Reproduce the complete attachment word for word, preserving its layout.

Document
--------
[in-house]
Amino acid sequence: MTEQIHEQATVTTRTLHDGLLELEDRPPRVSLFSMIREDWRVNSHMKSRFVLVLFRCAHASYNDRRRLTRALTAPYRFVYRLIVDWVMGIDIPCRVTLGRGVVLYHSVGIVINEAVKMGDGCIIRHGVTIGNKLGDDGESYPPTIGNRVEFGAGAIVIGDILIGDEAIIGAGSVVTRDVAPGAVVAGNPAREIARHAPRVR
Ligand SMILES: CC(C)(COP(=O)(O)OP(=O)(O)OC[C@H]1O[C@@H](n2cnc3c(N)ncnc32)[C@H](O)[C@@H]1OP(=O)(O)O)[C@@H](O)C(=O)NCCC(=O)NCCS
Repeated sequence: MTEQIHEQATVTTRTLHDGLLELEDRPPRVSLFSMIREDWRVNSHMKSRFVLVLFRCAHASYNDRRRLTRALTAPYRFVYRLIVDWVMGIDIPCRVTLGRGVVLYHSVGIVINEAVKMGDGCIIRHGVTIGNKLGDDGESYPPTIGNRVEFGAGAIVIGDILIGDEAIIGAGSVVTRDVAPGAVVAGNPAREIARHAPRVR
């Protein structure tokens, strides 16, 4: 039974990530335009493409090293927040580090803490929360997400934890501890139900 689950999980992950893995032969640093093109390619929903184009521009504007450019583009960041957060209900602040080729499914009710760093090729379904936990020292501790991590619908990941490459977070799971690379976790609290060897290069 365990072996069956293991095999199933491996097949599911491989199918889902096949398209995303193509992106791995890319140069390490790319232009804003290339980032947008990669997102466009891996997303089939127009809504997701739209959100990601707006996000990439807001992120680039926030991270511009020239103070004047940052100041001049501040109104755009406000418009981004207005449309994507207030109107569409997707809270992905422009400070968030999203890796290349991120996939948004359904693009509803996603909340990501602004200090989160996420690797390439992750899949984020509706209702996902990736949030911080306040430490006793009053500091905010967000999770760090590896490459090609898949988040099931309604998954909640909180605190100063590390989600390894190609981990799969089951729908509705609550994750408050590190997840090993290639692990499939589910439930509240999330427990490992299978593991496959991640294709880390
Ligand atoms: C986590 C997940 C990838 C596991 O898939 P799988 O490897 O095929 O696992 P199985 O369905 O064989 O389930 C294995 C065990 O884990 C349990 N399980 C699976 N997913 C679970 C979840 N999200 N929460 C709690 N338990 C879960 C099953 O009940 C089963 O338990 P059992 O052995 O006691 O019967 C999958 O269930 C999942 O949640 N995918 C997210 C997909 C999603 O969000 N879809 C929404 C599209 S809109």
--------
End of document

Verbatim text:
[in-house]
Amino acid sequence: MTEQIHEQATVTTRTLHDGLLELEDRPPRVSLFSMIREDWRVNSHMKSRFVLVLFRCAHASYNDRRRLTRALTAPYRFVYRLIVDWVMGIDIPCRVTLGRGVVLYHSVGIVINEAVKMGDGCIIRHGVTIGNKLGDDGESYPPTIGNRVEFGAGAIVIGDILIGDEAIIGAGSVVTRDVAPGAVVAGNPAREIARHAPRVR
Ligand SMILES: CC(C)(COP(=O)(O)OP(=O)(O)OC[C@H]1O[C@@H](n2cnc3c(N)ncnc32)[C@H](O)[C@@H]1OP(=O)(O)O)[C@@H](O)C(=O)NCCC(=O)NCCS
Repeated sequence: MTEQIHEQATVTTRTLHDGLLELEDRPPRVSLFSMIREDWRVNSHMKSRFVLVLFRCAHASYNDRRRLTRALTAPYRFVYRLIVDWVMGIDIPCRVTLGRGVVLYHSVGIVINEAVKMGDGCIIRHGVTIGNKLGDDGESYPPTIGNRVEFGAGAIVIGDILIGDEAIIGAGSVVTRDVAPGAVVAGNPAREIARHAPRVR
């Protein structure tokens, strides 16, 4: 039974990530335009493409090293927040580090803490929360997400934890501890139900 689950999980992950893995032969640093093109390619929903184009521009504007450019583009960041957060209900602040080729499914009710760093090729379904936990020292501790991590619908990941490459977070799971690379976790609290060897290069 365990072996069956293991095999199933491996097949599911491989199918889902096949398209995303193509992106791995890319140069390490790319232009804003290339980032947008990669997102466009891996997303089939127009809504997701739209959100990601707006996000990439807001992120680039926030991270511009020239103070004047940052100041001049501040109104755009406000418009981004207005449309994507207030109107569409997707809270992905422009400070968030999203890796290349991120996939948004359904693009509803996603909340990501602004200090989160996420690797390439992750899949984020509706209702996902990736949030911080306040430490006793009053500091905010967000999770760090590896490459090609898949988040099931309604998954909640909180605190100063590390989600390894190609981990799969089951729908509705609550994750408050590190997840090993290639692990499939589910439930509240999330427990490992299978593991496959991640294709880390
Ligand atoms: C986590 C997940 C990838 C596991 O898939 P799988 O490897 O095929 O696992 P199985 O369905 O064989 O389930 C294995 C065990 O884990 C349990 N399980 C699976 N997913 C679970 C979840 N999200 N929460 C709690 N338990 C879960 C099953 O009940 C089963 O338990 P059992 O052995 O006691 O019967 C999958 O269930 C999942 O949640 N995918 C997210 C997909 C999603 O969000 N879809 C929404 C599209 S809109």